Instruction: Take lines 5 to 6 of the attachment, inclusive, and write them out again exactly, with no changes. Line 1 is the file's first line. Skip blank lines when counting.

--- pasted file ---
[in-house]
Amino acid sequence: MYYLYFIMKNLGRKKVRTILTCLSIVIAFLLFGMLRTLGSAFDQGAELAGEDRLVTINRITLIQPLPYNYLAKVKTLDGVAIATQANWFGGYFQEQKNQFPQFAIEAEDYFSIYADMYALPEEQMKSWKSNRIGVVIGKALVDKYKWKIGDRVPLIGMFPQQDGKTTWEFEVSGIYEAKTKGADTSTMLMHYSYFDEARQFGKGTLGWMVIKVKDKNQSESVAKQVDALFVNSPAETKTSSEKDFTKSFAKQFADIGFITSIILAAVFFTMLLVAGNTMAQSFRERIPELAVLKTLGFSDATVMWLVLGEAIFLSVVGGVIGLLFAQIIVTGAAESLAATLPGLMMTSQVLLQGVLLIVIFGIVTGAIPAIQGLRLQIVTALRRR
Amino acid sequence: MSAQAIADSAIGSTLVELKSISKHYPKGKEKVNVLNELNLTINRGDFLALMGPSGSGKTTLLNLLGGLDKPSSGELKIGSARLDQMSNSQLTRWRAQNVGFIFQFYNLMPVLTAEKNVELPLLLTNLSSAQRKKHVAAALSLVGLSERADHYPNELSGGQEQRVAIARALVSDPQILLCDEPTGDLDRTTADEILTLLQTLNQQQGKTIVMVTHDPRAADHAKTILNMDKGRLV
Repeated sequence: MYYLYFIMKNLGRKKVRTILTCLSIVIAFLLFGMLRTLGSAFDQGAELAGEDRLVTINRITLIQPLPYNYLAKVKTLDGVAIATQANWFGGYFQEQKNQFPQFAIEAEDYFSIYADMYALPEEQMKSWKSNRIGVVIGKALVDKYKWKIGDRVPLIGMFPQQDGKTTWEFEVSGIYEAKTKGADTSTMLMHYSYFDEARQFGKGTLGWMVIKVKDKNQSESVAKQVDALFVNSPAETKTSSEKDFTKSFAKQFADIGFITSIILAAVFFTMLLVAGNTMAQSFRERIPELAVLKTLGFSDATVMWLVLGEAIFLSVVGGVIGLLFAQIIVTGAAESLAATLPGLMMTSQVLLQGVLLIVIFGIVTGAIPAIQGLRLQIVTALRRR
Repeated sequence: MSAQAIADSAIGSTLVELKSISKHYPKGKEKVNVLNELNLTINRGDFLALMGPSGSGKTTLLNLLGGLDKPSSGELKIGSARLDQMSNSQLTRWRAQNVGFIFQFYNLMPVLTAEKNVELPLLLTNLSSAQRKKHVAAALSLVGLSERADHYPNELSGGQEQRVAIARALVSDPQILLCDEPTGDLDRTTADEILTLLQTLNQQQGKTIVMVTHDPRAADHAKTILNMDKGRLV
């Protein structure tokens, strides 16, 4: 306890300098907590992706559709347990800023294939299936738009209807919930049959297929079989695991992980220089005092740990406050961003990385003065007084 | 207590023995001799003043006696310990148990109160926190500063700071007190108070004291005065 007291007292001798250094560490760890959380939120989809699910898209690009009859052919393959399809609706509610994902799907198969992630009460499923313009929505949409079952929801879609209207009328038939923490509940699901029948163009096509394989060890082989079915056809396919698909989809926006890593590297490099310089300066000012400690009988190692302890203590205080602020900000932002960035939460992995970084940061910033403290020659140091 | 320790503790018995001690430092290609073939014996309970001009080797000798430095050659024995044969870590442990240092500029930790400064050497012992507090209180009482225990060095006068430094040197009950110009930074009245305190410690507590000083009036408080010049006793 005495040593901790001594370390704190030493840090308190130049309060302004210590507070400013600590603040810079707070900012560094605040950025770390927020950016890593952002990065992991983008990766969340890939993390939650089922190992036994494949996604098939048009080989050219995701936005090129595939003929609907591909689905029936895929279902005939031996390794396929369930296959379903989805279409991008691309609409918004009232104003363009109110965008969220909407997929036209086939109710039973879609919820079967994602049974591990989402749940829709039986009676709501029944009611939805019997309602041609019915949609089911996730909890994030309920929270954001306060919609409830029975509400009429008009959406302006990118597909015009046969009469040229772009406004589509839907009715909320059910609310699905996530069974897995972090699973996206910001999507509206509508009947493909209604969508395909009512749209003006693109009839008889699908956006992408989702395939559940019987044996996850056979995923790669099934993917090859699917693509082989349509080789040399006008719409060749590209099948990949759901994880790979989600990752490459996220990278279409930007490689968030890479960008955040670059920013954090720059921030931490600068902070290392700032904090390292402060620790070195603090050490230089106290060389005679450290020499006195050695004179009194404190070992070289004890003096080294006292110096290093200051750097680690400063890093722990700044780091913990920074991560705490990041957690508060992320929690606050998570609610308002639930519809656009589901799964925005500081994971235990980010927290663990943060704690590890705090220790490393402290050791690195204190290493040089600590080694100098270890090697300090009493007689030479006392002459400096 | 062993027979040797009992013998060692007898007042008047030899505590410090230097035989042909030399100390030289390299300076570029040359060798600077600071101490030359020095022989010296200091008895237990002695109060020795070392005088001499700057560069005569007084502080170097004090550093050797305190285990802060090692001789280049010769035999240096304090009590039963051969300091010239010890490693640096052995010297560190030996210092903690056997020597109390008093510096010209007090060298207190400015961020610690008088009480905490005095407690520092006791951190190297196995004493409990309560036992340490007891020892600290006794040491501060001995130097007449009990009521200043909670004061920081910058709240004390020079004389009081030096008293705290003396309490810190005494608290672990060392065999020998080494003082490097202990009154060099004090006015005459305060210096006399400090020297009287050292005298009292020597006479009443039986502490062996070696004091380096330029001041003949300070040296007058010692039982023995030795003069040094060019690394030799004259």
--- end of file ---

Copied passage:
Repeated sequence: MSAQAIADSAIGSTLVELKSISKHYPKGKEKVNVLNELNLTINRGDFLALMGPSGSGKTTLLNLLGGLDKPSSGELKIGSARLDQMSNSQLTRWRAQNVGFIFQFYNLMPVLTAEKNVELPLLLTNLSSAQRKKHVAAALSLVGLSERADHYPNELSGGQEQRVAIARALVSDPQILLCDEPTGDLDRTTADEILTLLQTLNQQQGKTIVMVTHDPRAADHAKTILNMDKGRLV
């Protein structure tokens, strides 16, 4: 306890300098907590992706559709347990800023294939299936738009209807919930049959297929079989695991992980220089005092740990406050961003990385003065007084 | 207590023995001799003043006696310990148990109160926190500063700071007190108070004291005065 007291007292001798250094560490760890959380939120989809699910898209690009009859052919393959399809609706509610994902799907198969992630009460499923313009929505949409079952929801879609209207009328038939923490509940699901029948163009096509394989060890082989079915056809396919698909989809926006890593590297490099310089300066000012400690009988190692302890203590205080602020900000932002960035939460992995970084940061910033403290020659140091 | 320790503790018995001690430092290609073939014996309970001009080797000798430095050659024995044969870590442990240092500029930790400064050497012992507090209180009482225990060095006068430094040197009950110009930074009245305190410690507590000083009036408080010049006793 005495040593901790001594370390704190030493840090308190130049309060302004210590507070400013600590603040810079707070900012560094605040950025770390927020950016890593952002990065992991983008990766969340890939993390939650089922190992036994494949996604098939048009080989050219995701936005090129595939003929609907591909689905029936895929279902005939031996390794396929369930296959379903989805279409991008691309609409918004009232104003363009109110965008969220909407997929036209086939109710039973879609919820079967994602049974591990989402749940829709039986009676709501029944009611939805019997309602041609019915949609089911996730909890994030309920929270954001306060919609409830029975509400009429008009959406302006990118597909015009046969009469040229772009406004589509839907009715909320059910609310699905996530069974897995972090699973996206910001999507509206509508009947493909209604969508395909009512749209003006693109009839008889699908956006992408989702395939559940019987044996996850056979995923790669099934993917090859699917693509082989349509080789040399006008719409060749590209099948990949759901994880790979989600990752490459996220990278279409930007490689968030890479960008955040670059920013954090720059921030931490600068902070290392700032904090390292402060620790070195603090050490230089106290060389005679450290020499006195050695004179009194404190070992070289004890003096080294006292110096290093200051750097680690400063890093722990700044780091913990920074991560705490990041957690508060992320929690606050998570609610308002639930519809656009589901799964925005500081994971235990980010927290663990943060704690590890705090220790490393402290050791690195204190290493040089600590080694100098270890090697300090009493007689030479006392002459400096 | 062993027979040797009992013998060692007898007042008047030899505590410090230097035989042909030399100390030289390299300076570029040359060798600077600071101490030359020095022989010296200091008895237990002695109060020795070392005088001499700057560069005569007084502080170097004090550093050797305190285990802060090692001789280049010769035999240096304090009590039963051969300091010239010890490693640096052995010297560190030996210092903690056997020597109390008093510096010209007090060298207190400015961020610690008088009480905490005095407690520092006791951190190297196995004493409990309560036992340490007891020892600290006794040491501060001995130097007449009990009521200043909670004061920081910058709240004390020079004389009081030096008293705290003396309490810190005494608290672990060392065999020998080494003082490097202990009154060099004090006015005459305060210096006399400090020297009287050292005298009292020597006479009443039986502490062996070696004091380096330029001041003949300070040296007058010692039982023995030795003069040094060019690394030799004259």